It is another object of the invention to describe iron base alloys, containing substantial amounts of aluminum, which are ductile as a consequence of the presence of TiB2 particles.

A further object of the invention is to describe techniques for the preparation of iron base alloys which contain a dispersion of TiB2 particles.

The foregoing and other objects, features and advantages of the present invention will become more apparent in light of the following detailed description of the preferred embodiments thereof as discussed and illustrated in the accompanying figures.

BRIEF DESCRIPTION OF DRAWINGS

FIG. 1 shows coarse TiB2 particles after slow cooling of off composition material.

FIG. 2 shows medium TiB2 particles after rapid solidification of off composition material.

FIG. 3 shows coarse TiB2 particles after slow cooling of the invention material.

FIG. 4 shows fine TiB2 particles after rapid solidification of the invention material.

FIG. 5 shows a transmission electron micrograph of the invention material.

FIG. 6 shows the stress rupture strength of an alloy processed according to the present invention contrasted with a prior art stainless steel composition.

BEST MODE FOR CARRYING OUT THE INVENTION

The present invention relates to a novel ferrous material having exceptional mechanical properties as a consequence of a fine dispersion of in situ developed titanium diboride (TiB2) particles. This invention includes both the dispersion strengthened iron material and process for producing the material.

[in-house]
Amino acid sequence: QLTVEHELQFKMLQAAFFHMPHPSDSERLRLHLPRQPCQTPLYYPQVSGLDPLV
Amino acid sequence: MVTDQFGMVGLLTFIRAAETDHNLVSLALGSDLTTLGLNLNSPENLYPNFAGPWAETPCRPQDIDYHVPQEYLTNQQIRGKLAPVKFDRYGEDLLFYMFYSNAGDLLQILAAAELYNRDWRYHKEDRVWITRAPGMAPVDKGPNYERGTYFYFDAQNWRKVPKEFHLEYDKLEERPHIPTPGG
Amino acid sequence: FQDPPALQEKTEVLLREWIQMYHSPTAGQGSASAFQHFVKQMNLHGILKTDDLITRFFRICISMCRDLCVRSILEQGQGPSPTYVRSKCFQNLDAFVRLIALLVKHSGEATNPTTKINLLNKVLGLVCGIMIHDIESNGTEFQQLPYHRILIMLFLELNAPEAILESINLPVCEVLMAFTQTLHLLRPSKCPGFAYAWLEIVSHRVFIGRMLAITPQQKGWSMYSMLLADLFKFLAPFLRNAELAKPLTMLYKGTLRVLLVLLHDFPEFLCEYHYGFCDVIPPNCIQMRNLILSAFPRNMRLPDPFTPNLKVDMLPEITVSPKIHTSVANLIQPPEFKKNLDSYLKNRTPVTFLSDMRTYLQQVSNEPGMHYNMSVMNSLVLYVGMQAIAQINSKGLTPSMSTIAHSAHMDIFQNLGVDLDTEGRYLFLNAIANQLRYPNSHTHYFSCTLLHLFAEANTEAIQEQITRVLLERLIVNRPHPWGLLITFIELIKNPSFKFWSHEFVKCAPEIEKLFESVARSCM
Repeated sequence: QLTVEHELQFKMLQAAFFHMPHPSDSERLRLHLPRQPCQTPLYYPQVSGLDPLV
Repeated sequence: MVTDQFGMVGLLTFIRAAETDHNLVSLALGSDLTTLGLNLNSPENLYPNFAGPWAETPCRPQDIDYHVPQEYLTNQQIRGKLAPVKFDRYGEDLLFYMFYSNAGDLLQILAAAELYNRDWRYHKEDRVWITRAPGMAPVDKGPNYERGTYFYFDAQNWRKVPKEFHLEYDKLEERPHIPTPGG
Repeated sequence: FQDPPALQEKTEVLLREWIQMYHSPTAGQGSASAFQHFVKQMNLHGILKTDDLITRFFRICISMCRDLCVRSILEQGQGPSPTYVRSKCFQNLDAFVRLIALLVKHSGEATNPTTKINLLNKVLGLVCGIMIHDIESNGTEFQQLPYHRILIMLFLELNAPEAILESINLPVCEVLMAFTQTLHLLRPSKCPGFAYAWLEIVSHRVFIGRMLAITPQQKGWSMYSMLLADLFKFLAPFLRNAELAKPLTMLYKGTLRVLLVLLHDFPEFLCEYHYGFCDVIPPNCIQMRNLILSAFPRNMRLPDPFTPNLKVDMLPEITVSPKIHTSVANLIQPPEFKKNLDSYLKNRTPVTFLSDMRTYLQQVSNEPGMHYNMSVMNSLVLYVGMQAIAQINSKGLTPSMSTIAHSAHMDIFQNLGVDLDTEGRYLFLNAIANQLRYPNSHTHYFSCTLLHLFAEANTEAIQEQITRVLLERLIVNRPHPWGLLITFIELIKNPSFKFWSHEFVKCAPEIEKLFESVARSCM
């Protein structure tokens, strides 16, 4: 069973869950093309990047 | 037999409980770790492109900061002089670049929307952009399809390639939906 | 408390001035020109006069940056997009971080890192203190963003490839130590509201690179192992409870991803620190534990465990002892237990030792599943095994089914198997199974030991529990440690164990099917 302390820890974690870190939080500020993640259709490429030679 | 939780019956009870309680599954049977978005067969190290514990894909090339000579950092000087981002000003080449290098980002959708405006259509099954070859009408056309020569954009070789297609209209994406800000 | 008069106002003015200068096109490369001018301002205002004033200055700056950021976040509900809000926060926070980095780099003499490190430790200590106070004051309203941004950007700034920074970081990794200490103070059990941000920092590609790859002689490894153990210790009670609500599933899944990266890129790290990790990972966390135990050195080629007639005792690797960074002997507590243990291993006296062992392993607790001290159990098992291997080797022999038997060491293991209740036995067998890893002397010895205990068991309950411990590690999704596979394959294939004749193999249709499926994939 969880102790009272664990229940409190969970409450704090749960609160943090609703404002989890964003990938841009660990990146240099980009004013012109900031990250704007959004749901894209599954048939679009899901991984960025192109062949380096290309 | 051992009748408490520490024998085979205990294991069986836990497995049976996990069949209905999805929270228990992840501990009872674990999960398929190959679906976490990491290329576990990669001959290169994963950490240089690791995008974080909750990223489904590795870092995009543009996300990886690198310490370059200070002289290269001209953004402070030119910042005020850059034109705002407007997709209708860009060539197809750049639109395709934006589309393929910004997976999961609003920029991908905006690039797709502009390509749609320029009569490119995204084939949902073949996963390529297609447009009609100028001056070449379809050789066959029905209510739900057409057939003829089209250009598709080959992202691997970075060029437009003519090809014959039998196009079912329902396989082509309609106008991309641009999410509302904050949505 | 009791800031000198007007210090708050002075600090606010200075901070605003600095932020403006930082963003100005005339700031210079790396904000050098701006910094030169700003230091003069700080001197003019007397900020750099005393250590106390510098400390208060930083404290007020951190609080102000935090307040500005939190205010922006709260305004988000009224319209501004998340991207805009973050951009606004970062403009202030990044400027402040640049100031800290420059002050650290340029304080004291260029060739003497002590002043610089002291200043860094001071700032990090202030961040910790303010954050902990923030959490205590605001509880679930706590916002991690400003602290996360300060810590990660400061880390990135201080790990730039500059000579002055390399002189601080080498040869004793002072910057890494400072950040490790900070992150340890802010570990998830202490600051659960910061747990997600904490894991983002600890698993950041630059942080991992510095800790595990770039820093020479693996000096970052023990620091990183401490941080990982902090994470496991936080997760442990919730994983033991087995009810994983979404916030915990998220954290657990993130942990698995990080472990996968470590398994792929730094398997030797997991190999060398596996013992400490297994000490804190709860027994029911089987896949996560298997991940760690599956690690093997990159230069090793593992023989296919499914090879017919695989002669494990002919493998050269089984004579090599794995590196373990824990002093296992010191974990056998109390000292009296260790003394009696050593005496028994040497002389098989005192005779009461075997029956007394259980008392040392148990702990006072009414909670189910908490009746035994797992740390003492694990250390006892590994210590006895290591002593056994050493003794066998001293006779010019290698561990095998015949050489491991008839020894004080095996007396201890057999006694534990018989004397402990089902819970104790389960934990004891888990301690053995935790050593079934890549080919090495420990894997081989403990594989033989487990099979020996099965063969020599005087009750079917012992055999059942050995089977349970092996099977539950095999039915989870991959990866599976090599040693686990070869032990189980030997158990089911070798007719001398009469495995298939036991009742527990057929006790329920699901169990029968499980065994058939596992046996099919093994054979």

The TiB2 particles are developed in situ by a process which includes rapid solidification and hot working. The process parameters can be controlled to produce extremely fine dispersions of TiB2.

The composition of the starting alloy is somewhat difficult to describe because of the wide applicability of the TiB2 dispersion to iron alloys.

It is desirable that the dispersion strengthened material contain from about 0.2 to about 10 weight percent of TiB2, preferably from about 0.35 to about 5% of this phase.

One preferred embodiment of the invention is the use of the fine dispersion to increase the ductility of an alloy having a matrix that would be brittle in the absence of the dispersion. In this case, the object of the invention is to provide a high number density (number of particles per mm3) with as small particles as possible. This objective can be achieved with 0.2 to about 2% by weight of TiB2.

Another preferred embodiment is the class of alloys in which it is desirable to have a substantial volume fraction of titanium diboride in addition to having a high number density, as for example, in an alloy having high hardness and resistance to abrasion. This objective can be achieved with higher titanium diboride contents, from about 2% to about 10% by weight. In both of these embodiments the number density of TiB2 should be in excess of about 1010 per mm3.

A certain relationship between titanium and boron should be maintained. The atomic ratio of titanium to boron should lie between about 0.3 and 4.0 preferably between 0.4 and 2.0 and most preferably between about 0.4 and about 0.6.

For applications in which the material must withstand elevated temperatures (i.e., greater than about 1200 F.) an excess of titanium is necessary. Excess titanium appears to substantially enhance the TiB2 particles stability so that the dispersion resists coarsening. Assuming that all of titanium and boron react to form TiB2, about 2.2 weight percent titanium will combine with 1 weight percent boron to form a stoichiometric quantity (3.2 weight percent) of TiB2. For high temperature application the ratio of Ti to B should be calculated to be that required for stoichiometry plus an excess amount of Ti of from about 0.15 to about 1.0 weight percent. Excess titanium also appears to enhance corrosion resistance of the alloys.